Cover, Booker T. Washington Grade School building collection (S3327), Rare Books and Manuscript Collection.

The specifications for this building were diligently typed up into a 78-page booklet created by the architecture firm of Henkel & Hanson from Connersville, Indiana. This plan maintained the school’s location at the corner of Harrison and Howard streets. The new school building would have a stage, a gymnasium, skylights, stone window sills made of “Indiana Oolitic limestone” and “jade green American method asbestos shingles.” The document describes a utilitarian and modern building that would have been a vast improvement over its predecessor.

Indianapolis Recorder, Dec. 26, 1931. From Hoosier State Chronicles.

While the old school enjoyed an outdoor basketball court behind the building, the inclusion of an actual gymnasium would have delighted students such as Bill Garrett, who attended Booker T. Washington in the 1930s and would later go on to have a successful basketball career first at Shelbyville High School and later at Indiana University where he became one of the first Black basketball players in what would become the Big Ten Conference.2

Unfortunately, this building was never actually constructed. No definite reasons can be discerned as to why the project got so far along in the planning process only to be abandoned, but it can be surmised that by 1932 the economic fallout from the worsening Great Depression made utilizing public money on a school intended for African American children a low priority for the city of Shelbyville. It’s also possible that Shelbyville school officials knew that complete school integration was on the horizon. By the end of the 1930s, older students were already integrated into the local high school and Booker T. Washington functioned solely as an elementary school. While the new building was never constructed there is evidence that the City eventually secured money to fix the old one through the Public Works Administration, a federal program intended to both fund building projects and provide employment to thousands of workers during the Great Depression. Instead of building an entirely new building, the PWA money was used to make some basic repairs to the already existing structure. The school remained in operation until it was closed in 1949 when all Shelbyville schools were officially integrated.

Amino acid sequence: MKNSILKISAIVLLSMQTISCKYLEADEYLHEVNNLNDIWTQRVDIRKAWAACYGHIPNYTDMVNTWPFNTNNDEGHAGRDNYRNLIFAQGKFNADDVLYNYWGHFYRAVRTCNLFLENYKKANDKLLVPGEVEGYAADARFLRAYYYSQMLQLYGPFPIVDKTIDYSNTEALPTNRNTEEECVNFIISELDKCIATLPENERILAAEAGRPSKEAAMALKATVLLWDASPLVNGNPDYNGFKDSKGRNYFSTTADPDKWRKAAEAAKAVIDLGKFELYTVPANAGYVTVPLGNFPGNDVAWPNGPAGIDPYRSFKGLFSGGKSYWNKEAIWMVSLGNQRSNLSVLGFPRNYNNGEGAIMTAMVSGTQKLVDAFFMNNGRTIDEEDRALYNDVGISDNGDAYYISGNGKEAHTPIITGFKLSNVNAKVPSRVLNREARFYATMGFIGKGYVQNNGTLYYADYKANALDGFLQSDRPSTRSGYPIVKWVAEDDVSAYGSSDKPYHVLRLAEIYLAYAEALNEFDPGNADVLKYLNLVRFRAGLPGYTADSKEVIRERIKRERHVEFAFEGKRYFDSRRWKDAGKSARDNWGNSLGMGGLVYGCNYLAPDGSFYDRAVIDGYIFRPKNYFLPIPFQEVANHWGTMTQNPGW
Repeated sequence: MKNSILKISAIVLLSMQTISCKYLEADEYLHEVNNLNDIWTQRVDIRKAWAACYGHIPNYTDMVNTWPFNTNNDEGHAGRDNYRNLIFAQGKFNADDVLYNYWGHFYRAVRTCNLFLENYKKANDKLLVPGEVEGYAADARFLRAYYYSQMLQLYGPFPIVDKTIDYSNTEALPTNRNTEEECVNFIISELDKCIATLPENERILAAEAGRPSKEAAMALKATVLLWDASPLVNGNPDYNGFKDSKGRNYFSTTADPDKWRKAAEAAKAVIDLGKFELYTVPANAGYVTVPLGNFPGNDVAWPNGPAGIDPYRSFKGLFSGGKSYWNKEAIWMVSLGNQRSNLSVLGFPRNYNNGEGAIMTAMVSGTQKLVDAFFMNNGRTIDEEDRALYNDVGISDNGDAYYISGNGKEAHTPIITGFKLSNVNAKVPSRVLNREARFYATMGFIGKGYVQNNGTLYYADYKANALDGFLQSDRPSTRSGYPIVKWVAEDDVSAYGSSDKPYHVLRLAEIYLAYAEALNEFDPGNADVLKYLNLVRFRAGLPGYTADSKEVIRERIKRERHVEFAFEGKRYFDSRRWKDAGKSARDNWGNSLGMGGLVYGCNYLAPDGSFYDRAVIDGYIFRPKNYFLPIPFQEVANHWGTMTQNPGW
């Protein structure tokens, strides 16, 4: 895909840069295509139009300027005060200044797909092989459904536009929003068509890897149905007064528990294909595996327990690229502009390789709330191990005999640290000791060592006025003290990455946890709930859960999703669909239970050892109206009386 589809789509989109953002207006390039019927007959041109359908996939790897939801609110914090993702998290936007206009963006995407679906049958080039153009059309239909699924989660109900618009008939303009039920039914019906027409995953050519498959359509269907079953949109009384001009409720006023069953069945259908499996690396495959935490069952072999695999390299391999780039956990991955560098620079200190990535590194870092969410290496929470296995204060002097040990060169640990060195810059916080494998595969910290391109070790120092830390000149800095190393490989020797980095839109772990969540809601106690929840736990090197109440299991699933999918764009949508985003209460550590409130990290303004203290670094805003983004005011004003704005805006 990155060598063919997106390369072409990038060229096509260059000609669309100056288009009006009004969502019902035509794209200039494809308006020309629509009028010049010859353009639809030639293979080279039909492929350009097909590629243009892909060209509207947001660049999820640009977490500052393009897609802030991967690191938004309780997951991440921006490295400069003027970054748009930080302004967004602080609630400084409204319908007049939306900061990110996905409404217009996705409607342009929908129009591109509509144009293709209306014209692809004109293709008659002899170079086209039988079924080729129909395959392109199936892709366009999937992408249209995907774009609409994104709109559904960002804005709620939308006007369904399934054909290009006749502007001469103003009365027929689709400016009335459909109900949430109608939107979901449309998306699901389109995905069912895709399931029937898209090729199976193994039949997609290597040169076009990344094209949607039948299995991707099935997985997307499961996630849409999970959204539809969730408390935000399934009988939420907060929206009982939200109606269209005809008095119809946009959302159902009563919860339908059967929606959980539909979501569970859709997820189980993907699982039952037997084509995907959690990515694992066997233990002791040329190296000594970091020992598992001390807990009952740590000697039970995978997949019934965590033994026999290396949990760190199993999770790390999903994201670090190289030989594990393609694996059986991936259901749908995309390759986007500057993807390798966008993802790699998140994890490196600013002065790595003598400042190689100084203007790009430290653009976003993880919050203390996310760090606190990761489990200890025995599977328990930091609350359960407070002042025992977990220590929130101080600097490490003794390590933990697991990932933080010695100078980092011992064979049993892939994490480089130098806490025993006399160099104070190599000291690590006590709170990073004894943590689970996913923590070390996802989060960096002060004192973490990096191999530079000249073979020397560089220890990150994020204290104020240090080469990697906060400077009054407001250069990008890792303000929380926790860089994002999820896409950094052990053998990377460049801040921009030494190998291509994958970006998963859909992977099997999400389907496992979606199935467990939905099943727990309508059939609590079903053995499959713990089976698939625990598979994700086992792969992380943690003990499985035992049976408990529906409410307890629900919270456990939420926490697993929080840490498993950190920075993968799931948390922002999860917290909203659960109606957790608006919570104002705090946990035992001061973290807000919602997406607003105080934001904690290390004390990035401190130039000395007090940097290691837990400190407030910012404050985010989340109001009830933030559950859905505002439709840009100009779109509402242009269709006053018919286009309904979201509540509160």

The man labeled 33 in the above picture is possibly principal Walter S. Fort, a well-loved and respected advocate for his pupils. He was instrumental in attempts at improving the school building. From “Shelbyville: a pictorial history” by Beverly Oliver.

This blog post was written by Jocelyn Lewis, Catalog Division supervisor, Indiana State Library. For more information, contact the Indiana State Library at 317-232-3678 or “Ask-A-Librarian.”

Sources
2. Graham, Tom. “Getting open: the unknown story of Bill Garrett and the integration of college basketball.” New York:  Atria Books, 2006. (ISLI 927 G239gr)

1. McFadden, Marian. “Biography of a town: Shelbyville, Indiana, 1822-1962.” Shelbyville: Tippecanoe Press Inc., 1968. (ISLI 977.201 S544sm)

3. Oliver, Beverly. “Shelbyville: a pictorial history.” St. Louis: G. Bradley Publishing, Inc., 1996. (ISLI 977.201 S544Zso)

Shelby County Historical Society. “Shelby County, Indiana: history & families.” Paducah, Kentucky: Turner Publishing Company, 1992. (ISLI 977.201 S544sc)